< link rel="DCTERMS.isreplacedby" href="http://miltsfile.com" > Milt's File: 02/27/2005 - 03/06/2005

Milt's File

A file of links relating to Extension 720 with Milt Rosenberg, a talk show on Chicago's WGN Radio.

Thursday, March 03, 2005

Tonight, Extension 720 takes a look at the plethora of scandals that have recently plagued the City of Chicago. JAY STEWART, president of the Better Government Association, DICK KAY of NBC5 and TIM NOVAK of the Chicago Sun-Times will analyze the hired truck program, the restaurant at Millennium Park, and all the scandals in between.

Information on future programs is available at our monthly program guide. You can listen to the show 9 to 11 p.m. central time here.
WILL DEMOCRACY COME TO THE MIDDLE EAST? And, if so, who will "bring it" and will it eliminate the terrorist threat? Some good questions are asked, and surprising answers provided, in this Foreign Policy essay by two staffers from the Carnegie Endowment for International Peace.
GETTING TO KNOW AL-GAMMA AL-ISLAMIYYA...and the many other "local franchise" manifestations of al-Qaeda is the speciality of the researcher interviewed here for Front Page magazine. How to ferret them out and decommission them remains the essential question.
BEWARE THE MAN WITH THE (COMPARATIVELY) SHORT INDEX FINGER. Research reported here supposedly demonstrates that he will be "more aggressive" than those with longer index fingers. Why? How? It has something to do with testosterone as this report from Medical News Today will explain.
WHATEVER HAPPENED TO RELIGION IN EUROPE? Apart from Islam, that is! Some fascinating new developmemts and some striking cross-national diferences are reported in this informative article from the Christian Science Monitor.
IDEAS DO, INDEED, HAVE CONSEQUENCES...as witness the influence, according to the U.K. Telegraph, of a former Soviet dissident upon the president of the United States. Read on.
WHAT TO MAKE OF D.H. LAWRENCE: Some seventy-five years after his death the argument over his worth as a literary figure persists--well, in England at least. Here, the BBC reviews the issues in an article that almost makes one want to go read (not reread) Sons and Lovers.
THE MAN FROM ABC TELEVISION JUDGES THE "PUBLIC" VARIETY: George Will has some hard words for PBS and--despite his involvement in overtly commercial television--he makes a rather convincing case for eliminating the federal investment (now 15% of total budget) in LBJ's gift to the American living room.
LARRY SUMMERS AS PRISONER IN A SOVIET SHOW-TRIAL...is the way one senior faculty member at Harvard sees her embattled president. This report from the quads sheds additional and disturbing light on the ordeal of the former Secretary of the Treasury who decided to go home again.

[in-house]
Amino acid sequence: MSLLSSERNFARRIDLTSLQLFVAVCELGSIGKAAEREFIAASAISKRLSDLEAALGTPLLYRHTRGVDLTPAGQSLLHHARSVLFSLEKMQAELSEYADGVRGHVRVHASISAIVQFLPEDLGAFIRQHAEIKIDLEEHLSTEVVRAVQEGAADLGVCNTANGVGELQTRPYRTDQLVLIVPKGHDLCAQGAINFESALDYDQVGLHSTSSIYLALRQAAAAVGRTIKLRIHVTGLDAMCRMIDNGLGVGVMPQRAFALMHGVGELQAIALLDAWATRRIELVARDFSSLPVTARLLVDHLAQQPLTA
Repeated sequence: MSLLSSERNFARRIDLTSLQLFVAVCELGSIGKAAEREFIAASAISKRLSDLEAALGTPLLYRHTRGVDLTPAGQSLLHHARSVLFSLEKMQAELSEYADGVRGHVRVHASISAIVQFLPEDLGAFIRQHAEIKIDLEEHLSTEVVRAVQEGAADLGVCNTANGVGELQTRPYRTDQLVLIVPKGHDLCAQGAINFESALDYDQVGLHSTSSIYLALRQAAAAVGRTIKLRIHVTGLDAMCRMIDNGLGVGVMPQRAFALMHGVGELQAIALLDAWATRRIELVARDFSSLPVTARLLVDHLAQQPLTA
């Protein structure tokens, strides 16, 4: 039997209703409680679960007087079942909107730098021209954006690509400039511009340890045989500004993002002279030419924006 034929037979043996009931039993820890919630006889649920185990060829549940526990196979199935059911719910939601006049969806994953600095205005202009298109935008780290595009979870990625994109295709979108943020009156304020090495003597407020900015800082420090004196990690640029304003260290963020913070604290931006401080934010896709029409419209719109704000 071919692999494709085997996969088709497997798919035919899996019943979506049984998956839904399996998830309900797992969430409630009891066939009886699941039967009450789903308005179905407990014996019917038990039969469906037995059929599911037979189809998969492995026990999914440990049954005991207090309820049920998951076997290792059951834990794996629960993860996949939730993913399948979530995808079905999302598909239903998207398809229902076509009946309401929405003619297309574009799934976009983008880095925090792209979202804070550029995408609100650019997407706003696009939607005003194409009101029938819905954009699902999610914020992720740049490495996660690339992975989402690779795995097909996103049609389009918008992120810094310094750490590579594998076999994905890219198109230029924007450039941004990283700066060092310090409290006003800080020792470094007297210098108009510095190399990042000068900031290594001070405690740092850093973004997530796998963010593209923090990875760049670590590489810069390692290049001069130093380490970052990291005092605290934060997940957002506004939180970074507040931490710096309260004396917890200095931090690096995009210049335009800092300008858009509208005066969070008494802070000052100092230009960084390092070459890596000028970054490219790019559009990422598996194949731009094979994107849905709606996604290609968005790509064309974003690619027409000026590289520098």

APPRECIATING ALBERT: On the one hundreth anniversary of Einstein's five relativity papers--and the fiftieth anniversary of his death--this intellectually rich commemoration was offered by the president and rector of the Central European University in Budapest. Apart from the idea-rich content of this speech, the links provided are of unusual and special interest.
A GREAT GOSPEL COLLECTION...featuring, among many others, Patsy Cline, Brook Benton, Elvis and the great recording of Oh Happy Day by the Statler Brothers.

Tuesday, March 01, 2005

Tonight on Extension 720: The United States’ current relationship with Iran is at a level of tension and hostility that has not been seen perhaps since the fall of the shah in 1979. Iran has openly declared its quest for a nuclear weapon, the United States has declared its intention to seek democracy throughout the world, and in recent weeks, reports of U.S. spy planes flying over weapons sites in Iran have caused a further split. What will the next few months and years bring? Tonight, we will explore what’s happening in Tehran with AL J. VENTER, a war correspondent and author of the new book Iran's Nuclear Option: Tehran's Quest For The Atom Bomb, and STEPHEN KINZER, veteran New York Times correspondent and author of the recent book All the Shah's Men: An American Coup and the Roots of Middle East Terror, and GUITY NASHAT, professor of history at the University of Illinois-Chicago.

Information on future programs is available at our monthly program guide. You can listen to the show from 9 to 11 p.m. central time here.
Milt's File is taking the day off.

Monday, February 28, 2005

Today's Milt's File is available at http://wgnradio.com/shows/ex720/links.htm.

Tonight on Extension 720: The incomparable Peter Ustinov once wrote “A diplomat these days is nothing but a head-waiter who’s allowed to sit down occasionally.” The life of a diplomat is indeed a blend of propriety and politics, a delicate balance that is successfully achieved by a select few. Tonight, we will be talking with three consuls general based in Chicago about their travels throughout the world and what it is like to serve their countries abroad. Among our guests will be ANDREW SEETON, consul general for Great Britain, ELISABETH KEHRER, consul general for Austria, and ROBERT deLEEUW, consul general for the Netherlands.

Information on other upcoming programs is available at our monthly program guide. You can listen to the show from 9 to 11 p.m. central time here.